My son is 2 1/2 years old and has been a “picky eater” since he stopped eating jarred baby food after stage 2. He would not progress to stage 3 and began his pickiness. He does not eat ANY meats or veggies. His menu is limited at approximately 20-25 items. I read your “picky eater” tips and one says “Limit juice intake 4-6 oz. per day”. I only give my son approx. 1 oz in his cup and fill the remaining 5 oz with water. I hope this is what you mean. Also, I didn’t see anything about restricting milk intake? Why? I’ve read so many things that say to restrict milk intake.
Thank you for your question. Many children have trouble transitioning from stage 2 to stage 3 baby foods, because this is when the foods go from just being thicker in overall consistency, to be thicker with chunks in them and some children will gag and resists eating this type of texture. I am glad you read our article on “Picky Eaters“, I am wondering if you continued on to read the difference between a picky eater and a problem eater? I know it can be overwhelming when you have a picky eater in your family. Toddlers are at a stage where they are exerting their independence and they want control and not eating is also a way of getting that control. But, since your son is already 2.5 and is not eating any meats or veggies and is only eating 20-25 foods he could possibly have a feeding problem that might need help from a feeding therapist to address it.
Is your son refusing to try most or all new foods? Does he gag on certain textures or refuse to touch or accept new foods put on his plate during meals? Reading these Feeding FAQs may be helpful for you to determine if your son may need more help and from there, if you think your son may more than just picky you may want to consult your local early intervention provider and ask for a feeding evaluation. You should also discuss this with your son’s pediatrician, as many children who are more than just picky sometimes do not have adequate nutrition and/or growth. At 2, a child only needs around 2 cups of milk per day and so yes, limiting milk intake and juice (watered down is fine the way you are doing it limit of 4 oz) intake is a good idea. Offer only water in between meals. Many toddlers carry sippy cups around the house all day and fill up on liquids instead of food.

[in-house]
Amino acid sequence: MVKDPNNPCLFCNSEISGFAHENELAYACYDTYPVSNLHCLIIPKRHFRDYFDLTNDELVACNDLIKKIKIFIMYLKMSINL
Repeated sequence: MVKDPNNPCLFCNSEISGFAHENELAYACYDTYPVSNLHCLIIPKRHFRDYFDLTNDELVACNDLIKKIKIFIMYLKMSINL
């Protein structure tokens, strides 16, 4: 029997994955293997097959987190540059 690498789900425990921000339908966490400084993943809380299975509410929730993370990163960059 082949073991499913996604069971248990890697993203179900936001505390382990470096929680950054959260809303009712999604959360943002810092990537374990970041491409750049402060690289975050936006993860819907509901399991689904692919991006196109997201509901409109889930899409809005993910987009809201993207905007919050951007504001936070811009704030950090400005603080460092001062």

More Tips to Help a Picky Eater:
- Never scold or punish for not eating. Always keep mealtime pleasant and fun. Praise, praise, praise for all attempts at touching or accepting foods.
- Allow child to play with food & touch it before he even attempts to want to taste it. This may take several meals of presenting the same food over and over. Many kids require at least 17 tastes or presentations of a new food before they will eat it.
- Let him eat condiments of all sorts with meals, even if it’s gross to you. Many kids will eat veggies or meats if they are allowed to dip them in ketchup, ranch dressing, BBQ sauce, etc.
- Let other kids and adults be reinforcers by always eating and sampling what the toddler has on his plate.
- If you have success with one food, try something very similar, but perhaps a different brand to introduce different types of the same food.
- Play oral motor games to increase sensory awareness in his mouth: blowing bubbles, brushing teeth with an electric tooth brush, vibrating teethers, drinking through a straw vs a sippy cup is always preferred as well.
- Do not allow grazing all day on favorite foods. Keep a mealtime routine of 3 meals and 2 snacks per day and limit meals to under 30 minutes.
If he is not eating meats, make tofu in sauces that he likes, since it contains protein and will absorb any flavors you add to it. Or serve beans (BBQ, baked, black, etc) as an alternate source of protein. For fruits, make milkshakes and smoothies using blended fruit or yogurt. Be creative in trying to incorporate new foods, while maintaining adequate nutrition.